Telegraph cable
Telegraph Tel"e*graph, n. [Gr. ? far, far off (cf. Lith. toli) + -graph: cf. F. t['e]l['e]graphe. See {Graphic}.] An apparatus, or a process, for communicating intelligence rapidly between distant points, especially by means of preconcerted visible or audible signals representing words or ideas, or by means of words and signs, transmitted by electrical action. [1913 Webster]

Note: The instruments used are classed as indicator, type-printing, symbol-printing, or chemical-printing telegraphs, according as the intelligence is given by the movements of a pointer or indicator, as in Cooke & Wheatstone's (the form commonly used in England), or by impressing, on a fillet of paper, letters from types, as in House's and Hughe's, or dots and marks from a sharp point moved by a magnet, as in Morse's, or symbols produced by electro-chemical action, as in Bain's. In the offices in the United States the recording instrument is now little used, the receiving operator reading by ear the combinations of long and short intervals of sound produced by the armature of an electro-magnet as it is put in motion by the opening and breaking of the circuit, which motion, in registering instruments, traces upon a ribbon of paper the lines and dots used to represent the letters of the alphabet. See Illustration in Appendix. [1913 Webster]

{Acoustic telegraph}. See under {Acoustic}.

{Dial telegraph}, a telegraph in which letters of the alphabet and numbers or other symbols are placed upon the border of a circular dial plate at each station, the apparatus being so arranged that the needle or index of the dial at the receiving station accurately copies the movements of that at the sending station.

{Electric telegraph}, or {Electro-magnetic telegraph}, a telegraph in which an operator at one station causes words or signs to be made at another by means of a current of electricity, generated by a battery and transmitted over an intervening wire.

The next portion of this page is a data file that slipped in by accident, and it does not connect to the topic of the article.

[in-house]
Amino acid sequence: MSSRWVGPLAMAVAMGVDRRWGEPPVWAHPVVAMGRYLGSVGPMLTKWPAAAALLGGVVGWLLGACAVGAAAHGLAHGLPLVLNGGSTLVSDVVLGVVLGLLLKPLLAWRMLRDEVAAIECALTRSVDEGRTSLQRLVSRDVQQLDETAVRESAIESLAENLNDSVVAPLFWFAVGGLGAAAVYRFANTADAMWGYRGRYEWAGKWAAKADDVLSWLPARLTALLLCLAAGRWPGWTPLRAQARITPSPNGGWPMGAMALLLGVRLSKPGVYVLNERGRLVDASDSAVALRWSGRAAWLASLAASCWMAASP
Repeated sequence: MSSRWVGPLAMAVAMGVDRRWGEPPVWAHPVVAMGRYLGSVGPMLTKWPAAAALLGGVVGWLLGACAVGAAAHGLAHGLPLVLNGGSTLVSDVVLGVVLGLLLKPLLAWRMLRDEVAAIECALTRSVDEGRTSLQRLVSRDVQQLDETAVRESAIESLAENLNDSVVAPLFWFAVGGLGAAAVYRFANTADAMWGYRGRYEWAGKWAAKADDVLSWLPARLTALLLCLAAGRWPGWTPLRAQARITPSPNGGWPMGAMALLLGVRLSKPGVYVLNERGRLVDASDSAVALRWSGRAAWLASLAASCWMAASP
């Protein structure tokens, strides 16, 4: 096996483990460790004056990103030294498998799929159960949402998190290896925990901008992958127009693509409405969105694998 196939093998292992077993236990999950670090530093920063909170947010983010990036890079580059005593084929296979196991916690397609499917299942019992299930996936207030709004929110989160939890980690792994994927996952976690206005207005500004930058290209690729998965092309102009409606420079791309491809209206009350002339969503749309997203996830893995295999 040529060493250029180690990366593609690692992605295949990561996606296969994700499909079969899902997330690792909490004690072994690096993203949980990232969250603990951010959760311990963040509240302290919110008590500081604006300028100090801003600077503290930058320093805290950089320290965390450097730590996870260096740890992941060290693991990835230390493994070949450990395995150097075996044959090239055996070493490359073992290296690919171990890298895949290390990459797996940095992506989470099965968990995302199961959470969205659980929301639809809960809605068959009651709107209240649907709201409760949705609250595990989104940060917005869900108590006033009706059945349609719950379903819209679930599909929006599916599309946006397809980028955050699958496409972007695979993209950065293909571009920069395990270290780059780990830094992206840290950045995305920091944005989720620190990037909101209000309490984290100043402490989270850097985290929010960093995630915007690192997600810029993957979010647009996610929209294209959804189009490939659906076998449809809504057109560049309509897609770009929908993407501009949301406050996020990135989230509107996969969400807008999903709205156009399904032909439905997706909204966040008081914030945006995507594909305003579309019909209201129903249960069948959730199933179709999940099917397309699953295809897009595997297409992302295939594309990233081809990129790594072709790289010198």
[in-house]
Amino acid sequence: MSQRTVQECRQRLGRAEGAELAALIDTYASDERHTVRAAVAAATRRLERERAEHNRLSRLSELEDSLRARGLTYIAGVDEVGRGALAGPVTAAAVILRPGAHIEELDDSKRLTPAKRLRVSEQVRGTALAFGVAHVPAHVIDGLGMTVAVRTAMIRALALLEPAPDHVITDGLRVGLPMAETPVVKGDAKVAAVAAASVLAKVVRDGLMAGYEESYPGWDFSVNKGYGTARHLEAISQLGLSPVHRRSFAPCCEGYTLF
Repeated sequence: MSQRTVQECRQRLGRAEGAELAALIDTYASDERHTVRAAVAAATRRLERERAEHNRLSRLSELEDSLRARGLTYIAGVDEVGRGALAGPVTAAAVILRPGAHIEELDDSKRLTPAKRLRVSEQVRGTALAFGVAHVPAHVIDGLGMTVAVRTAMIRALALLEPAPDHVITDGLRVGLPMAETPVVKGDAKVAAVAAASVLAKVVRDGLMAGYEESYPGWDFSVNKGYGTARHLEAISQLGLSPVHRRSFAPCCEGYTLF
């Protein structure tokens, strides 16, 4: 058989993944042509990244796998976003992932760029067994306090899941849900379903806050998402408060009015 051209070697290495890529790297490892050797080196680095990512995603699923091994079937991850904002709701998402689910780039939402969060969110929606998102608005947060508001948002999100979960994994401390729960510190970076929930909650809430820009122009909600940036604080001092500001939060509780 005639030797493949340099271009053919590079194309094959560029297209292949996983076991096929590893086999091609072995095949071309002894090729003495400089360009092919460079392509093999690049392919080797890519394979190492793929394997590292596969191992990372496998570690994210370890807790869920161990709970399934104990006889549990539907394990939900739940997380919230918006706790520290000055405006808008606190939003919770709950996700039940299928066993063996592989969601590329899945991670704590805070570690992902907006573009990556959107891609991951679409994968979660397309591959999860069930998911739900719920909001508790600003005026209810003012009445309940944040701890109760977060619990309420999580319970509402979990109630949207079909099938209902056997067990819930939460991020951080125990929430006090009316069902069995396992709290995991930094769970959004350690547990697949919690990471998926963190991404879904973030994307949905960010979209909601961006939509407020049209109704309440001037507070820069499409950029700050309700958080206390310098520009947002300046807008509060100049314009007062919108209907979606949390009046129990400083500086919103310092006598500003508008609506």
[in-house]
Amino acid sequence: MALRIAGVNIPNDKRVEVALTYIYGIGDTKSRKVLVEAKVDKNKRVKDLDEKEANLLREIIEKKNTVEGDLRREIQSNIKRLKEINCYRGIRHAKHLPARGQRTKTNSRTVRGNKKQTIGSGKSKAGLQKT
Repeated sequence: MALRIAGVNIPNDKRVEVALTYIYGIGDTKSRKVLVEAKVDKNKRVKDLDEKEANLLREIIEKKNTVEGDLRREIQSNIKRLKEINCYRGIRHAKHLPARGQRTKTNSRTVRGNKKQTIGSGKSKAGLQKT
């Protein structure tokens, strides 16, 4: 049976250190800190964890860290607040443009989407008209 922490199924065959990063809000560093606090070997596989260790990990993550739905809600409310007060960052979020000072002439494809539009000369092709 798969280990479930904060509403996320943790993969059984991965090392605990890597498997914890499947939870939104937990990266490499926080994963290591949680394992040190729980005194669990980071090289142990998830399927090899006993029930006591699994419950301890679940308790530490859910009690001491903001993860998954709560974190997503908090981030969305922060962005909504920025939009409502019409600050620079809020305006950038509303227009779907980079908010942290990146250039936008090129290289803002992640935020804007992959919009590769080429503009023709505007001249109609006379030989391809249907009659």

{Facsimile telegraph}. See under {Facsimile}.

{Indicator telegraph}. See under {Indicator}.

{Pan-telegraph}, an electric telegraph by means of which a drawing or writing, as an autographic message, may be exactly reproduced at a distant station.

{Printing telegraph}, an electric telegraph which automatically prints the message as it is received at a distant station, in letters, not signs.

{Signal telegraph}, a telegraph in which preconcerted signals, made by a machine, or otherwise, at one station, are seen or heard and interpreted at another; a semaphore.

{Submarine telegraph cable}, a telegraph cable laid under water to connect stations separated by a body of water.

{Telegraph cable}, a telegraphic cable consisting of several conducting wires, inclosed by an insulating and protecting material, so as to bring the wires into compact compass for use on poles, or to form a strong cable impervious to water, to be laid under ground, as in a town or city, or under water, as in the ocean. [1913 Webster]


The Collaborative International Dictionary of English. 2000.

Look at other dictionaries:

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